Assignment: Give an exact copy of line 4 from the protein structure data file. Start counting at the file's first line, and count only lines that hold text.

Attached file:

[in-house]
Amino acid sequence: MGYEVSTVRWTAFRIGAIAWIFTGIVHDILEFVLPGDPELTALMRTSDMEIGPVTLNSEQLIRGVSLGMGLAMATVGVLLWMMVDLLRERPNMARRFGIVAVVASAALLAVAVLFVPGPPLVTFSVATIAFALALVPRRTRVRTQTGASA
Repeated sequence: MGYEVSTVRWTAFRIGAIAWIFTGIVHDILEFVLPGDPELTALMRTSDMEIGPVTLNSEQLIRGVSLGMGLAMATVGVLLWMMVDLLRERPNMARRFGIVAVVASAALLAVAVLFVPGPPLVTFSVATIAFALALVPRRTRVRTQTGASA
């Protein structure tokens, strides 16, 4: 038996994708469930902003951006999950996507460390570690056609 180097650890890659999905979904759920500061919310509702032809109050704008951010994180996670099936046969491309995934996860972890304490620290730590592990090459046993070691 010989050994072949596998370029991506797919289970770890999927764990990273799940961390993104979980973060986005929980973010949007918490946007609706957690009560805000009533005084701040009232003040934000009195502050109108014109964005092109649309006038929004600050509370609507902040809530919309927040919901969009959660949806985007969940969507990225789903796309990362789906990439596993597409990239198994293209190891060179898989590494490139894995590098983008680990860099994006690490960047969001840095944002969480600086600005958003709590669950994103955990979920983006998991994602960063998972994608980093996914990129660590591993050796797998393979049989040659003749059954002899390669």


């Protein structure tokens, strides 16, 4: 038996994708469930902003951006999950996507460390570690056609 180097650890890659999905979904759920500061919310509702032809109050704008951010994180996670099936046969491309995934996860972890304490620290730590592990090459046993070691 010989050994072949596998370029991506797919289970770890999927764990990273799940961390993104979980973060986005929980973010949007918490946007609706957690009560805000009533005084701040009232003040934000009195502050109108014109964005092109649309006038929004600050509370609507902040809530919309927040919901969009959660949806985007969940969507990225789903796309990362789906990439596993597409990239198994293209190891060179898989590494490139894995590098983008680990860099994006690490960047969001840095944002969480600086600005958003709590669950994103955990979920983006998991994602960063998972994608980093996914990129660590591993050796797998393979049989040659003749059954002899390669």